Adelaide artist Daniel Connell’s work on Sikh portraiture continues to amaze
A chance encounter, perhaps a rapport, mutual respect, and a whole new vista was opened up for Daniel Connell in his career as an artist.
While riding in a taxi in Adelaide, Daniel saw something special in his Sikh driver Lakhvir Singh and asked if he could paint his portrait.
That first portrait became the first of many, and today, Daniel has cemented a reputation for his for his formidable portraiture of Sikh figures. He presents his work again at this year’s Adelaide Fringe 2017.
With degrees in Spanish and Latin American Studies, a Grad. Dip. in Education, Masters in Visual Arts, working toward his PhD, and learning Hindi as well, Daniel is certainly no slouch academically. Nine years working as a school teacher teaching Spanish got him involved in social and community organisations.
But with his love of painting, he has been a freelance artist since 2007. And now, recognised worldwide, he has presented in Glasgow, Sheffield, Frankfurt, London and the US and his works were shown in the prestigious Kochi-Muziris Biennale in India.
While Daniel has been painting for as long as he can remember, his interest in India was aroused while barely a teenager which led to his interest in the writings of Gandhi and Tagore. On his first visit to India in 2008, he recalls feeling “utterly at home, in a crazy sort of way”.
He lived in Rajasthan for three years and while there painted a portrait of Greg Chappell, who was coach of the Rajasthan Royals at that time. This painting was selected for the prestigious Doug Moran Portrait Prize.
Working with transport workers in Australia, and from the Sikhs in the north to the labourers in the south in India, Daniel’s paintings try to capture the dignity of workers who toil with the sweat of their brow. Being “a deeply religious and spiritual man” his work seems to honour the essential teaching of Guru Nanak -that work is central to an expression of faith.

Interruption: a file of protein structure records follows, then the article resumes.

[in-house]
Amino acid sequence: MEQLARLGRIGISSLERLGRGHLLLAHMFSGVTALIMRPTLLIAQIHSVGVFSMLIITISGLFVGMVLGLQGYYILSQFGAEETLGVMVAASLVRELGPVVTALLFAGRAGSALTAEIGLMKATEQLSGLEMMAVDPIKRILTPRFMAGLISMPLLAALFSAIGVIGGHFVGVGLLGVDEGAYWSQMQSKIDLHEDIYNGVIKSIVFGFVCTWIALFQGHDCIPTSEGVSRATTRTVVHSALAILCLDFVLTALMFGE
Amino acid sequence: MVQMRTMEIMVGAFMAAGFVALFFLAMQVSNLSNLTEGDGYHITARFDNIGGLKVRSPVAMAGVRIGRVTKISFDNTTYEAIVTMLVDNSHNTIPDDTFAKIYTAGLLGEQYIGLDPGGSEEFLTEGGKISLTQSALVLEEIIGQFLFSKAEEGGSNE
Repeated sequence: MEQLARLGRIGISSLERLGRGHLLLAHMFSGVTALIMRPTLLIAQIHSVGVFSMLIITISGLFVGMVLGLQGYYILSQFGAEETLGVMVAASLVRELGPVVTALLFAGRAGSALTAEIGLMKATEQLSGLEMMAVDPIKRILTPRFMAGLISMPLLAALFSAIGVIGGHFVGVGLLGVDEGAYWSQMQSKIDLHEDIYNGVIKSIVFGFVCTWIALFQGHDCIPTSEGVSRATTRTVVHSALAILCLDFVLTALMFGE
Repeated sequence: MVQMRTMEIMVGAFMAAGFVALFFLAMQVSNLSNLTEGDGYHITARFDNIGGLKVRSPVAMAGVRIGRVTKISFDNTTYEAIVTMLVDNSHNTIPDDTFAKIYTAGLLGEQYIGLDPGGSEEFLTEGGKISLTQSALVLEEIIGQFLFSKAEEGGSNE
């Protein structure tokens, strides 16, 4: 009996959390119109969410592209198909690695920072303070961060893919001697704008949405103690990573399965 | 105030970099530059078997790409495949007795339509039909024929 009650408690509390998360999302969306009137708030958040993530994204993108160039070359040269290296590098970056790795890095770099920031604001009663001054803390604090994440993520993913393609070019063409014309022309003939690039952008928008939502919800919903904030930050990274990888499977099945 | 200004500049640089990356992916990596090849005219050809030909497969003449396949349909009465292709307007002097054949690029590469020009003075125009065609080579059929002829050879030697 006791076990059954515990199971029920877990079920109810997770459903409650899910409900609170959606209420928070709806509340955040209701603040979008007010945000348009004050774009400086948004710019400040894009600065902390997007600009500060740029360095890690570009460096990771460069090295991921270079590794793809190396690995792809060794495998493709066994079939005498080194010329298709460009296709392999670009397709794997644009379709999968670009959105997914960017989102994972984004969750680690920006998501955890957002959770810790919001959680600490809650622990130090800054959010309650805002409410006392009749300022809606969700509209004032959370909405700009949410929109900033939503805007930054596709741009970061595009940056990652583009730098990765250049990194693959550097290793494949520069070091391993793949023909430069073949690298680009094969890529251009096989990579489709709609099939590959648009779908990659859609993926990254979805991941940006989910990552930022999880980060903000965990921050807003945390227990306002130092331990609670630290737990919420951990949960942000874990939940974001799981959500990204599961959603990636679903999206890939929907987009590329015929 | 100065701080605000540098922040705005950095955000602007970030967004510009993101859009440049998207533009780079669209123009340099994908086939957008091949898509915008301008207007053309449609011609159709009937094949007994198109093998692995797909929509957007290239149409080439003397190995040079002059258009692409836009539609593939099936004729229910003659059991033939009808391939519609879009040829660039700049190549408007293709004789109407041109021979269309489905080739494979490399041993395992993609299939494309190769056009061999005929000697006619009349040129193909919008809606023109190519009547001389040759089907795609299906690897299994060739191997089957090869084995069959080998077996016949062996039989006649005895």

He sees in the taxi drivers hard-working young men, proud of who they are and in their beliefs, proud to wear a turban and put themselves out there to be judged. It is this sense of bravery that drives Daniel to continue with his portraits which he sees as a message, standing up for the immigrants. He uses A4 sheets of paper stuck together with tape to make a large canvas for his works. This is deliberate as it can be seen as a metaphor of the fragility of new immigrants in a new land.
Daniel Connell said at the start of our meeting that “the exhibition is dedicated to Manmeet Alisher, the bus driver brutally murdered recently in Brisbane”.
On display are huge charcoal portraits, some oils and other smaller portraits. A novel part is Daniel actually painting on the spot. The work being painted during my visit was of Gurinderjit Singh, a fairly recent migrant who is also a taxi driver.
Gurinderjit was full of praise for Daniel saying, “He is a very good person… motivated to understand my religion. We are trying to help the homeless people in the city and are working on that.”
In February this year, Rajpal Singh Sidhu, another taxi driver, was robbed at knife-point at the end of long shift outside his home. He too will be one of the subjects to have his portrait painted during the course of the exhibition which runs until 2 April.
When asked about the future Daniel said that he expects to continue to make “…bigger pictures and portraits”.
“Art is an investigation that never stops,” he says. “India taught me that.”
Over the last two years, his work has moved from just making pictures to actual representation to authorities and advocacy on behalf of new migrants covering a wide spectrum of their needs. It’s no wonder that he has endeared himself to the Sikh community. They are indeed fortunate to have someone so engaging and gifted sympathetic to their cause.